The Economic Forum on Friday cut $450 million from the revenue projections it made in December, leaving lawmakers with just under $5.5 billion for the General Fund in the coming two-year budget cycle.
Gov. Jim Gibbons' recommended budget was $6.1 billion. State Director of Administration Andrew Clinger said the revenue shortfall approaches $900 million because the state must help local school districts hit with slumping sales and property tax collections.
Lawmakers must now match the forum's projected revenue total against what they see are the needs for state services. They already have added more than $60 million to the governor's recommended budget, saying additions in human services and other areas are vital to keep the state running.
Clinger said Gibbons will present lawmakers with budget amendments to match the new numbers. He said those decisions haven't been finalized but that the governor already has stated they will most likely include further salary reductions for state workers " possibly another 5 percent for a total of 11 percent.
Gibbons, who can fill part of the budget hole with about $350 million in federal stimulus funds, on Thursday renewed his threat to veto any tax increases that the Democrat-controlled Legislature approves to avoid some of the deep cuts he already has proposed.
If Gibbons does veto the legislators' budget plan, they're likely to attempt a veto override just before the scheduled June 1 end of the 2009 session.
Sales taxes take biggest hit
The biggest reduction came in projected sales tax revenues. The five forum members cut a total of $187 million out of revenues for the coming biennium and another $28 million from this year's projection " $215 million in all. The projected sales tax revenue for the biennium was set at $1.61 billion.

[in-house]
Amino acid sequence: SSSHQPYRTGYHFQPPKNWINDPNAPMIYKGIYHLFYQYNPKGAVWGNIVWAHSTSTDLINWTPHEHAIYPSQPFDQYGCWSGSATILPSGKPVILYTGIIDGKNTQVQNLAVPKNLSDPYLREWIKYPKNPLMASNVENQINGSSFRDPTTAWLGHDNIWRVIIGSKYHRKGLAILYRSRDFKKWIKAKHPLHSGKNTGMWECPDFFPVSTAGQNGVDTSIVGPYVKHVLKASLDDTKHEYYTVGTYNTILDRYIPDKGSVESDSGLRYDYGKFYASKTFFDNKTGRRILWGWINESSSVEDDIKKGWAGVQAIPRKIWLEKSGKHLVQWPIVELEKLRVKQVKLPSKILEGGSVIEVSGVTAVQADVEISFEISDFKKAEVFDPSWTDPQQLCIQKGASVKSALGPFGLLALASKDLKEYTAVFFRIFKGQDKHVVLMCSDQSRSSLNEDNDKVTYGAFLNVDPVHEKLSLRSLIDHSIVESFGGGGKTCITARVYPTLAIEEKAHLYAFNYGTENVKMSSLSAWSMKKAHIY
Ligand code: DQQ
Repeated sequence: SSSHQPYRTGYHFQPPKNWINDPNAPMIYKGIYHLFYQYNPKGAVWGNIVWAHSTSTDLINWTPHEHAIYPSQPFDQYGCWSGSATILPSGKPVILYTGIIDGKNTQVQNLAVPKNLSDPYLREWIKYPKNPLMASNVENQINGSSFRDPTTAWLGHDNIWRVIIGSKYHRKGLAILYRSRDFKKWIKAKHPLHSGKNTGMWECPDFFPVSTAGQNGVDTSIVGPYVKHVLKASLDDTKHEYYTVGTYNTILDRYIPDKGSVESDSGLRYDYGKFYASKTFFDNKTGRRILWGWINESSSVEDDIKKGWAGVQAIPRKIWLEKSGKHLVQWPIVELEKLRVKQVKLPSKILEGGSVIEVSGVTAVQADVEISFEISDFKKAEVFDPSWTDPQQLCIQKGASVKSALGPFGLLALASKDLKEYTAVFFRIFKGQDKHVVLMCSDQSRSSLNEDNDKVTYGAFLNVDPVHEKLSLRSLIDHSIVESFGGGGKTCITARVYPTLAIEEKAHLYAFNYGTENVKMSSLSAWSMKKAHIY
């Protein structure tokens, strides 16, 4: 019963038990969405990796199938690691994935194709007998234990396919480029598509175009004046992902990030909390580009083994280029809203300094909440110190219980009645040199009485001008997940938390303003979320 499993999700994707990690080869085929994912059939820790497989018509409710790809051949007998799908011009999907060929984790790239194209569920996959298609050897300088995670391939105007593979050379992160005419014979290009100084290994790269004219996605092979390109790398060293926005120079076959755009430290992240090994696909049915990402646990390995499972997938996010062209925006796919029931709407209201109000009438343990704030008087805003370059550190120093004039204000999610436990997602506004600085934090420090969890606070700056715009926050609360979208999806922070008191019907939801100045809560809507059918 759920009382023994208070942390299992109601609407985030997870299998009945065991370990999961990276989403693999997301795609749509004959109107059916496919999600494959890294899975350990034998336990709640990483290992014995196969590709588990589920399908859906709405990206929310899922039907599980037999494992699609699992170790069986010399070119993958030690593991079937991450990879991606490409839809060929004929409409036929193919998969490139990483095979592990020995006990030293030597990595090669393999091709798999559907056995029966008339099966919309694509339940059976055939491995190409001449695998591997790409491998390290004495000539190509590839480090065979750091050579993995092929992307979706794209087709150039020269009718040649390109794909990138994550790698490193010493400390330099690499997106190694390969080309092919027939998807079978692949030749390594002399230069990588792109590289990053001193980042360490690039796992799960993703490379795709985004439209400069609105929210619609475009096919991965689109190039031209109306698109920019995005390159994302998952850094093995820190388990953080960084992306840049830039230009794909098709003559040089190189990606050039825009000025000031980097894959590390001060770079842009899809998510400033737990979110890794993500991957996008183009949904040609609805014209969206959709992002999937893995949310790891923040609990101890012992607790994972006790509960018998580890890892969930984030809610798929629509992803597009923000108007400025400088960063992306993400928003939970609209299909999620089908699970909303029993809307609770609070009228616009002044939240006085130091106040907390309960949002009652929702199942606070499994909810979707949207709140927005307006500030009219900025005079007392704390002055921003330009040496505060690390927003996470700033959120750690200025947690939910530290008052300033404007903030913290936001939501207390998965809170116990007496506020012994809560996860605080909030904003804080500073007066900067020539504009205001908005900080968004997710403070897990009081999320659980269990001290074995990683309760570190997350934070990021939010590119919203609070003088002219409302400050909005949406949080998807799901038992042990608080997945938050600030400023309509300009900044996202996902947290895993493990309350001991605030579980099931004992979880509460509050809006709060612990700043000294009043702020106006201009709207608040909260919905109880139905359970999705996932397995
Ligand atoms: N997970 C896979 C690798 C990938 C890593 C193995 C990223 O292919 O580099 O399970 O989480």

Member Bill Hartman, a retired CPA, said one issue is consumer confidence. He said until consumers are comfortable with their economic situation again, they may be reluctant to spend. The other point he raised was the amount of sales tax money that depends on construction " an industry that has completely tanked in Nevada.
"The piece that's in serious trouble for several years is construction," he said.
Member John Restrepo added that "there is a growing acceptance and understanding this is not a normal recession."
He cautioned other members that consumer fears from this deep recession may not fade for several years and that, instead of spending, people may decide to save more.
The Insurance Premium Tax took the next largest hit at $62.3 million. Forum members expressed concern that employers who are laying off workers are paying less in premiums, and consumers, holding on to their old cars rather than buying new, are seeing those premiums come down.
Projected insurance tax revenues are $489 million for the biennium.
Gaming tax revenues were reduced $55 million to $1.39 billion for the coming biennium and $663 million for this fiscal year " a smaller hit than many expected.
Forum members expressed confidence that, unlike sales taxes, casinos would be able to bring more customers back with marketing campaigns.
The Live Entertainment Tax, companion to the gaming tax, was actually projected to increase in the next two years " albeit by just $3.5 million. The tax should generate $249 million next budget cycle along with $116 million by the end of this fiscal year.
Contact reporter Geoff Dornan at firstname.lastname@example.org or 687-8750. The Associated Press contributed to this report.